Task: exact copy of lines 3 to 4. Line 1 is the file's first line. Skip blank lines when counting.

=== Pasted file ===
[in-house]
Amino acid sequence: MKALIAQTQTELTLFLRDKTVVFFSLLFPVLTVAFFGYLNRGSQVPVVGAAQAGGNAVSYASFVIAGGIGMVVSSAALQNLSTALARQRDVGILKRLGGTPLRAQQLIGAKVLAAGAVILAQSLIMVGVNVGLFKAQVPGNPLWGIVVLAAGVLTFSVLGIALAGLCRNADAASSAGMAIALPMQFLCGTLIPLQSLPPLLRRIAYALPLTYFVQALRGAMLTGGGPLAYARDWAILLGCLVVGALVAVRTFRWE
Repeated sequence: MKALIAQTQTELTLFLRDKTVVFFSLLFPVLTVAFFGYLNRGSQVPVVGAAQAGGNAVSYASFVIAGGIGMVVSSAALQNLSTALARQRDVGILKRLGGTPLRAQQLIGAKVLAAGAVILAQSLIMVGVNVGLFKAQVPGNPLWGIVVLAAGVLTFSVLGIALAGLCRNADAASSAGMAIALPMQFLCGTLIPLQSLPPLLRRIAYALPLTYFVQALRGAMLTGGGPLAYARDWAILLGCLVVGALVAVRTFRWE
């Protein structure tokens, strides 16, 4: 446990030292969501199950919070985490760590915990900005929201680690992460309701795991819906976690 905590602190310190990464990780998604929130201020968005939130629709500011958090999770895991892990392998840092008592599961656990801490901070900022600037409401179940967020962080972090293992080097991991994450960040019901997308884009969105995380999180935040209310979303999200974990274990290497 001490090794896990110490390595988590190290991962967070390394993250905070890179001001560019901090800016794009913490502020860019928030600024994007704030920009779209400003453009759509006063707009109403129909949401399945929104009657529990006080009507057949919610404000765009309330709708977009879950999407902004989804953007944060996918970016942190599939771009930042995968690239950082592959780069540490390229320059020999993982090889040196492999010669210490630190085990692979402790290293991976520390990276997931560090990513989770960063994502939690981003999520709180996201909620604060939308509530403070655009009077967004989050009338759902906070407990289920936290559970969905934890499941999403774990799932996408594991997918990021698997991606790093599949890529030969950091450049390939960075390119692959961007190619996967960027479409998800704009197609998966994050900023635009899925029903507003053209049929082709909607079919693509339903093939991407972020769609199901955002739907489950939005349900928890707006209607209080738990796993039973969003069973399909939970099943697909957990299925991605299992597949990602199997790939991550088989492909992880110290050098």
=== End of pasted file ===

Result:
Repeated sequence: MKALIAQTQTELTLFLRDKTVVFFSLLFPVLTVAFFGYLNRGSQVPVVGAAQAGGNAVSYASFVIAGGIGMVVSSAALQNLSTALARQRDVGILKRLGGTPLRAQQLIGAKVLAAGAVILAQSLIMVGVNVGLFKAQVPGNPLWGIVVLAAGVLTFSVLGIALAGLCRNADAASSAGMAIALPMQFLCGTLIPLQSLPPLLRRIAYALPLTYFVQALRGAMLTGGGPLAYARDWAILLGCLVVGALVAVRTFRWE
């Protein structure tokens, strides 16, 4: 446990030292969501199950919070985490760590915990900005929201680690992460309701795991819906976690 905590602190310190990464990780998604929130201020968005939130629709500011958090999770895991892990392998840092008592599961656990801490901070900022600037409401179940967020962080972090293992080097991991994450960040019901997308884009969105995380999180935040209310979303999200974990274990290497 001490090794896990110490390595988590190290991962967070390394993250905070890179001001560019901090800016794009913490502020860019928030600024994007704030920009779209400003453009759509006063707009109403129909949401399945929104009657529990006080009507057949919610404000765009309330709708977009879950999407902004989804953007944060996918970016942190599939771009930042995968690239950082592959780069540490390229320059020999993982090889040196492999010669210490630190085990692979402790290293991976520390990276997931560090990513989770960063994502939690981003999520709180996201909620604060939308509530403070655009009077967004989050009338759902906070407990289920936290559970969905934890499941999403774990799932996408594991997918990021698997991606790093599949890529030969950091450049390939960075390119692959961007190619996967960027479409998800704009197609998966994050900023635009899925029903507003053209049929082709909607079919693509339903093939991407972020769609199901955002739907489950939005349900928890707006209607209080738990796993039973969003069973399909939970099943697909957990299925991605299992597949990602199997790939991550088989492909992880110290050098």